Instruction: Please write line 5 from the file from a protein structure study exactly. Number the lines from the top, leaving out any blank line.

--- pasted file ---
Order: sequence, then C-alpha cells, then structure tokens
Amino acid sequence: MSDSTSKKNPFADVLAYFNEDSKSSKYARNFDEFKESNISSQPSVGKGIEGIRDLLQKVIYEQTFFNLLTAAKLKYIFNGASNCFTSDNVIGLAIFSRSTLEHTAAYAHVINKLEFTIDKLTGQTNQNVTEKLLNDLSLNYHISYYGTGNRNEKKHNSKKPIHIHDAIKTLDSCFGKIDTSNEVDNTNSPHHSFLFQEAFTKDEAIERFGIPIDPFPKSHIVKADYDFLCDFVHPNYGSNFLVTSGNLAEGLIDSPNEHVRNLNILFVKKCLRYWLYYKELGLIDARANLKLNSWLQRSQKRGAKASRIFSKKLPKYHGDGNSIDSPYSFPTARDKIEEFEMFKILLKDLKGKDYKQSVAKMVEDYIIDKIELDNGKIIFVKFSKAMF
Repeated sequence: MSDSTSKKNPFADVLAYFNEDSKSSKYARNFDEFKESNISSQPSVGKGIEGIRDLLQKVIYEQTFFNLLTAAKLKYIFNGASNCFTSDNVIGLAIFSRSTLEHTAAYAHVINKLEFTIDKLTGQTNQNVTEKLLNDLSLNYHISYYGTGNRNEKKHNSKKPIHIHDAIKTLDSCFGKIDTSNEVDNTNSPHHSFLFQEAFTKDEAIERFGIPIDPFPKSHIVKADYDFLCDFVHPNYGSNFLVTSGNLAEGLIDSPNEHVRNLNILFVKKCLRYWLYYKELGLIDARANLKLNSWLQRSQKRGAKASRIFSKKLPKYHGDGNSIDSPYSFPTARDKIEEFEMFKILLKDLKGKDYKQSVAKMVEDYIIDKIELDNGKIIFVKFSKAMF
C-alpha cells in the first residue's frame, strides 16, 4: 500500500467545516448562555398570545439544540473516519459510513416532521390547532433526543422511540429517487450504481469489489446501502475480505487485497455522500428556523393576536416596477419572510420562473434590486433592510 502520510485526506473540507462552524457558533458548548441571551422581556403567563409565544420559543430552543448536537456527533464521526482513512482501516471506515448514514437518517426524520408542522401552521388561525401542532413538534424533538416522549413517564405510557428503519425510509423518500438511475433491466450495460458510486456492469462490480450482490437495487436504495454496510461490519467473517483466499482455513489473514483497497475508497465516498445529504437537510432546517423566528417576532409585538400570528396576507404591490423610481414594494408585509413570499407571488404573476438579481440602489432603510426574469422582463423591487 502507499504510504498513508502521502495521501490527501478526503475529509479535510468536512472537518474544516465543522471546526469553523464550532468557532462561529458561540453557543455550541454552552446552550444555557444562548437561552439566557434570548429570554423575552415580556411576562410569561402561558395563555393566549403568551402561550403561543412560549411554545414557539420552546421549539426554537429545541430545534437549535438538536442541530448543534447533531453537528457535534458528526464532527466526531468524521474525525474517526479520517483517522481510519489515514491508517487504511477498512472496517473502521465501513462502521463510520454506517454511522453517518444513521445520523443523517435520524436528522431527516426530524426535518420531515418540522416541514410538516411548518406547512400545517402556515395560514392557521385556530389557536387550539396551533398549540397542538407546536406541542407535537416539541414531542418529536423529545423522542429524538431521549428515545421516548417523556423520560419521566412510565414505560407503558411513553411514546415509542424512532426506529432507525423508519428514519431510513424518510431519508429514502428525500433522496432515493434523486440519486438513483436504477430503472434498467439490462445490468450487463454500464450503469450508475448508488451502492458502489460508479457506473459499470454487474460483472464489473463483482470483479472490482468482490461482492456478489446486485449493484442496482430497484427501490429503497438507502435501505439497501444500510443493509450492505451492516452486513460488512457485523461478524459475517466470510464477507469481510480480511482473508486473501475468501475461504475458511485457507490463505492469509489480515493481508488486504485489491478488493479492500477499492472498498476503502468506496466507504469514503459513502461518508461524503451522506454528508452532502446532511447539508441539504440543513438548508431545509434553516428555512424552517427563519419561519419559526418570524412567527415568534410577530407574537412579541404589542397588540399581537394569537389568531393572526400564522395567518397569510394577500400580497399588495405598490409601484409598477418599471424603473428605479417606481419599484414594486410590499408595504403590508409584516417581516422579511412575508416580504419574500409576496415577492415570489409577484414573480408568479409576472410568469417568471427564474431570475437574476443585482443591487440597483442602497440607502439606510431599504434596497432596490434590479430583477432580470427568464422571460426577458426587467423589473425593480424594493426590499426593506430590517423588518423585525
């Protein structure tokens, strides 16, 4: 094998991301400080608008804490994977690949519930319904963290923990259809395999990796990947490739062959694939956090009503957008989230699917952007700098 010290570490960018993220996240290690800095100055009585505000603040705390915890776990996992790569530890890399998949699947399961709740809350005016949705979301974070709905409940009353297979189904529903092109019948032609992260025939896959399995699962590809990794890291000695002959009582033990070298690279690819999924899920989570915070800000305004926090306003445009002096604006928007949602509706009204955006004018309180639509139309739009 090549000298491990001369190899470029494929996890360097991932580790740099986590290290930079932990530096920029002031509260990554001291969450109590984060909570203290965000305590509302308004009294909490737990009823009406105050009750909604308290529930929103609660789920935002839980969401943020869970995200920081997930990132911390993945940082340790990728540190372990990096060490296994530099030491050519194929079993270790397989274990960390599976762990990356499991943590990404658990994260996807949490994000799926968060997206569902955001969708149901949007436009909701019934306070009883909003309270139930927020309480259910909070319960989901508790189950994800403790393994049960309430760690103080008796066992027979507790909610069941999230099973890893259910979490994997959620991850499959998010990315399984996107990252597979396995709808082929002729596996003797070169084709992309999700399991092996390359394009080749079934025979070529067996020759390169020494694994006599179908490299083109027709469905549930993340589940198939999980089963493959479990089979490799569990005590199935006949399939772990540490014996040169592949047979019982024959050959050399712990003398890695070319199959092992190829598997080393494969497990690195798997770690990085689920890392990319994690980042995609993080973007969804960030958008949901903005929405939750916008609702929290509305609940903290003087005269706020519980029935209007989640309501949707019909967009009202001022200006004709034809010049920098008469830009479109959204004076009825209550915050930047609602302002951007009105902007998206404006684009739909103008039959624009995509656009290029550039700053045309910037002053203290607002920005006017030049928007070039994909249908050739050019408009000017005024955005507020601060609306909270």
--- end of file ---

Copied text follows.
């Protein structure tokens, strides 16, 4: 094998991301400080608008804490994977690949519930319904963290923990259809395999990796990947490739062959694939956090009503957008989230699917952007700098 010290570490960018993220996240290690800095100055009585505000603040705390915890776990996992790569530890890399998949699947399961709740809350005016949705979301974070709905409940009353297979189904529903092109019948032609992260025939896959399995699962590809990794890291000695002959009582033990070298690279690819999924899920989570915070800000305004926090306003445009002096604006928007949602509706009204955006004018309180639509139309739009 090549000298491990001369190899470029494929996890360097991932580790740099986590290290930079932990530096920029002031509260990554001291969450109590984060909570203290965000305590509302308004009294909490737990009823009406105050009750909604308290529930929103609660789920935002839980969401943020869970995200920081997930990132911390993945940082340790990728540190372990990096060490296994530099030491050519194929079993270790397989274990960390599976762990990356499991943590990404658990994260996807949490994000799926968060997206569902955001969708149901949007436009909701019934306070009883909003309270139930927020309480259910909070319960989901508790189950994800403790393994049960309430760690103080008796066992027979507790909610069941999230099973890893259910979490994997959620991850499959998010990315399984996107990252597979396995709808082929002729596996003797070169084709992309999700399991092996390359394009080749079934025979070529067996020759390169020494694994006599179908490299083109027709469905549930993340589940198939999980089963493959479990089979490799569990005590199935006949399939772990540490014996040169592949047979019982024959050959050399712990003398890695070319199959092992190829598997080393494969497990690195798997770690990085689920890392990319994690980042995609993080973007969804960030958008949901903005929405939750916008609702929290509305609940903290003087005269706020519980029935209007989640309501949707019909967009009202001022200006004709034809010049920098008469830009479109959204004076009825209550915050930047609602302002951007009105902007998206404006684009739909103008039959624009995509656009290029550039700053045309910037002053203290607002920005006017030049928007070039994909249908050739050019408009000017005024955005507020601060609306909270």